NBA legend Kareem Abdul-Jabbar: ‘White society devalues black lives’

NBA legend Kareem Abdul-Jabbar left little doubt as to where he stands when it comes to race relations in America, saying “white society devalues” black lives.

Abdul-Jabbar sat down with Fox News’ Megyn Kelly on Tuesday at the Democratic National Convention and when asked to comment on Michael Brown’s mother speaking at the event, was quick to dismiss as “nitpicking” the Justice Department conclusion that her son was the aggressor in Ferguson.

Kelly then asked if white society “has no real understanding of what it is like to be a black man in today’s America?”

(A black man residing in the White House notwithstanding.)

“I think that white society devalues and dismisses the value of black lives,” the retired player said. “That’s what the Black Lives Matter is all about.”

The outspoken legend then directed his invective toward police officers, who he earlier said was “the glue that holds our society together.”

“They seem to think that blacks are prone to violence and wish to harm them,” Abdul-Jabbar said. “And as soon as anything gets contentious between them and a black person, they pull out their gun and kill that black person and that eliminates any problem that they might have.”

“I’m talking about white law enforcement,” he clarified, when asked by Kelly.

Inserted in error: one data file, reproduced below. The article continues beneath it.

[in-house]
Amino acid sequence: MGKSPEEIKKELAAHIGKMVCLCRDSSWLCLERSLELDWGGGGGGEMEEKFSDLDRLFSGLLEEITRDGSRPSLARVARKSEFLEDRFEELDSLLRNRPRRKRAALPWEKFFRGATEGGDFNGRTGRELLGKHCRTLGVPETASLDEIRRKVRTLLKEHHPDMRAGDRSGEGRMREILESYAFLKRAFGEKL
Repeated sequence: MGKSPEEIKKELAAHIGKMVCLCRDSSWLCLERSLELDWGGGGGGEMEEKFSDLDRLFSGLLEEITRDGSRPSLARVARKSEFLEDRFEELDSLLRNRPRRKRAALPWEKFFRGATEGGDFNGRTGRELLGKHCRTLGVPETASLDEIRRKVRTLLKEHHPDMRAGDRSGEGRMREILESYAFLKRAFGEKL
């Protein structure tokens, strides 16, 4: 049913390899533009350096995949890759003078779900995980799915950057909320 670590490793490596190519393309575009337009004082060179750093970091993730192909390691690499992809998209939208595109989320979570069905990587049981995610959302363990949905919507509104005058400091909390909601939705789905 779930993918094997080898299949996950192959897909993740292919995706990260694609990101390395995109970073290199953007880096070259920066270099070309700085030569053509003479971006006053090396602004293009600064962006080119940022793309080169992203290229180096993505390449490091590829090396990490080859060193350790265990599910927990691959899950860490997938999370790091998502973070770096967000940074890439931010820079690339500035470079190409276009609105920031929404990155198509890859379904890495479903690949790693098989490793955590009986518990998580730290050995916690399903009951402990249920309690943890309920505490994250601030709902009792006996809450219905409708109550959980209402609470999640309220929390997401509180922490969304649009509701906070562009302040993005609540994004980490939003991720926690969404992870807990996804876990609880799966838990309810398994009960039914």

Abdul-Jabbar was also clear that he buys into the left’s myth of “white privilege,” and said race relations “are bad right now because things are changing.”

“People of color are becoming more of a majority in our country,” he said. “It used to be that the majority of people in this country were white Europeans. That’s starting to change now, and I think white people are starting to feel that maybe their sense of power and privilege is being challenged.”

To his credit, Abdul-Jabbar said black communities need to “show some respect and some restraint” with police officers and talked about going “about the business of uniting our country.” He also condemned the growing number of police officers being assassinated in the streets … sort of.

“Black Americans really feel that they’re targets,” he said, “And after all this insane, cowardly murders of police officers, I can see where they would feel assaulted and violated and we have to get past that.”

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